Basra airport reopens for business

First published on the Ministry of Defence Website on 21st Dec 2007

As British forces were handing over Basra Province last weekend, Iraqi airport staff were taking control of one of the country’s gateways.

Bustling with passengers like any other international departure lounge, the recent handover of Basra airport signalled a new era for the people of southern Iraq. For the first time since 2003 the airport is being run by Iraqis having taken four years of training and cooperation to get to this point.

For the staff this is the busiest time of year. Every year over 1.5 million pilgrims travel to the Kingdom of Saudi Arabia and back in order to undertake the ‘greater pilgrimage’ or the Hajj; one of the five pillars of Islam. And for Iraqis this year, the airport is key.

Group Captain Mike Wigston is the Officer Commanding 903 Expeditionary Air Wing, the unit which has been carrying out all the training of Iraqi airport staff:

“It’s never been the gateway to South East Iraq that its designers thought it would be,” he said. “Now we’re on the threshold of that actually becoming reality and we’ve got a superb chance to use the Hajj period to showcase this to the locals as to what a precious commodity they’ve got on their doorstep.”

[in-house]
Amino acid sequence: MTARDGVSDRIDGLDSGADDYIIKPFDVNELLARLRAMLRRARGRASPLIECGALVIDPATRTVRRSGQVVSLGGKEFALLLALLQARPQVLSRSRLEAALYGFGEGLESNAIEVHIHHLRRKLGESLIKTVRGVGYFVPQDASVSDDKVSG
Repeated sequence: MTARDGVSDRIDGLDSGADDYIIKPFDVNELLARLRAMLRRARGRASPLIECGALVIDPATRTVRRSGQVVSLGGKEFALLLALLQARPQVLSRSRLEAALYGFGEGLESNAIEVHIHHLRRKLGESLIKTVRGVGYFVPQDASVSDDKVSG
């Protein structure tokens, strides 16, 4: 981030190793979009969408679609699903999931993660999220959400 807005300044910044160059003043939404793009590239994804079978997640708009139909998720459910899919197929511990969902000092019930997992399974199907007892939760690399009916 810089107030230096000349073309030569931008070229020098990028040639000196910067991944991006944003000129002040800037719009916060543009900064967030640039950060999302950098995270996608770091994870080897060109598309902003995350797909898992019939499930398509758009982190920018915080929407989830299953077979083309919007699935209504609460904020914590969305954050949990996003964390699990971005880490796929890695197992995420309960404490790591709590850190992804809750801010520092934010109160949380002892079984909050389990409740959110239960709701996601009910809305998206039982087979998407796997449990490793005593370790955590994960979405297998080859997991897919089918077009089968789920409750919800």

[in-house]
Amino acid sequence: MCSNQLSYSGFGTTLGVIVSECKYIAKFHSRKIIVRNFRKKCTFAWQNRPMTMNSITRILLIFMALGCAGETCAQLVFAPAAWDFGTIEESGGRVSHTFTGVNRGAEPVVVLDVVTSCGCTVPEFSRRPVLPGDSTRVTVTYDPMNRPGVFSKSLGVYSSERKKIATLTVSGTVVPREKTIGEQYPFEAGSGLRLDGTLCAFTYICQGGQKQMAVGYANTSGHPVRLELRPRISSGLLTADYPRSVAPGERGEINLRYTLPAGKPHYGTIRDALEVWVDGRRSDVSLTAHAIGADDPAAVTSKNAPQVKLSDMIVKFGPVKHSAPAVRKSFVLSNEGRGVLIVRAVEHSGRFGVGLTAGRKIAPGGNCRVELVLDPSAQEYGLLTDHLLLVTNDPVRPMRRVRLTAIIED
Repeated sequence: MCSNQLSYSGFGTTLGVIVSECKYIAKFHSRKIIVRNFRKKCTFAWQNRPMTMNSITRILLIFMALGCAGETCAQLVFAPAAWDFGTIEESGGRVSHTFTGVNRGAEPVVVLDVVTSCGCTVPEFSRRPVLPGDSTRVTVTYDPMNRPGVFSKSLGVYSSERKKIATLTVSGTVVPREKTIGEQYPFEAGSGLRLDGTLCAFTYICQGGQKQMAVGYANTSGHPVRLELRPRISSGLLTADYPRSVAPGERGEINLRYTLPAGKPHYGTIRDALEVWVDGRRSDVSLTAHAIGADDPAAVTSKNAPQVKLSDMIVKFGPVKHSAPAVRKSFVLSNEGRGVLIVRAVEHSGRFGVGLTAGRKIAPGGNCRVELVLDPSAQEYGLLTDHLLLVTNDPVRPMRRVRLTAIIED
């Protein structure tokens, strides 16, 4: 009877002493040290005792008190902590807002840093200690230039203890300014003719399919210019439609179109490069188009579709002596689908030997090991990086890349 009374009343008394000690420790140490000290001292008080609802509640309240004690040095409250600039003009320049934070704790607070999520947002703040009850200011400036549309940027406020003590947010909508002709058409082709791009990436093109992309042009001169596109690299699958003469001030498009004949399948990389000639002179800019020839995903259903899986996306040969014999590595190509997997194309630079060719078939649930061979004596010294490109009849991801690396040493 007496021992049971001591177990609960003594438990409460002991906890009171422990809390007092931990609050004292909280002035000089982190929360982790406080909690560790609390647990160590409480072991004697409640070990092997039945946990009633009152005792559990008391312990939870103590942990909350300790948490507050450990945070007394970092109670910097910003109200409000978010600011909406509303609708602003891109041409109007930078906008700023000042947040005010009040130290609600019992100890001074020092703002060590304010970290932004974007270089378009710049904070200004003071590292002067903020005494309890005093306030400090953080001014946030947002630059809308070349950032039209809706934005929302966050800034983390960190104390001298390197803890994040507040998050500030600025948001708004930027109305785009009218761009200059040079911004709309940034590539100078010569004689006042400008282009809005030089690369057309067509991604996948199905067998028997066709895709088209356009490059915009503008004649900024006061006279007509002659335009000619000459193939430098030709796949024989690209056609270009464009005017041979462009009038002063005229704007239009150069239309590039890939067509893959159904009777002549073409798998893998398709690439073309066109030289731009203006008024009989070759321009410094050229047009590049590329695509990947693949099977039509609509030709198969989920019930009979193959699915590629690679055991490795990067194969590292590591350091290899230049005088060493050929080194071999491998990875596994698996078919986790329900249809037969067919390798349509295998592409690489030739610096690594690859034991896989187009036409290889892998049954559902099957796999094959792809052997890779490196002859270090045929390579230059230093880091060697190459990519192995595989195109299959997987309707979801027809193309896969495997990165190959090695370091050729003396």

This year about 31,000 pilgrims travelled from Iraq, including over 3,600 by air from Basra. For Air Traffic Controller Mu’ayed Yousif, it’s a momentus occasion:

“We are very happy because we have returned to our jobs and we are very much looking forward to taking control of the tower.”

Every month there are over 250 civilian flights into and out of Basra by commercial airlines including Iraqi airways, Royal Jordanian, Jordan Integrated Air Cargo, Gulf International and Valan. Destinations they serve include Kuwait, Dubai, Jordan, Tehran and Bahrain, as well as a number of major Iraqi cities.

Airport Director, Mezxer Shnawah Zaheed, explained:

“My aim was to bring Basrah airport up to international standards. I’ve worked with maintenance to rebuild the airport, so that it is comparable to any other international airport in the world.”

International airlines will only land here if it’s safe. So the Royal Air Force has had teams on the ground training their Iraqi counterparts to internationally recognised standards in firefighting in the event of an incident on the airfield, and in border control, a key skill in a country still marred by sectarian violence.

The RAF has now handed over responsibility for the airport and the management and training of its staff to Iraqi control.

And after a successful Hajj, it’s hoped the international airport will bring wider trade and economic development to the country as a whole.

Douglas Alexander, Secretary of State for International Development, said of the airport handover:

“The growing number of passengers and planes using BIA represents a real step forward, both for the regional economy of Basrah, and more broadly for Iraq. We’ve seen a significant rise in capacity just in recent weeks with the Hajj and I think it represents a real opportunity for the regional economy here in Basrah now and in the future.”

It is hoped that both the handover of Basra Province and the airport to Iraqi control will bring the success that local people are striving for.

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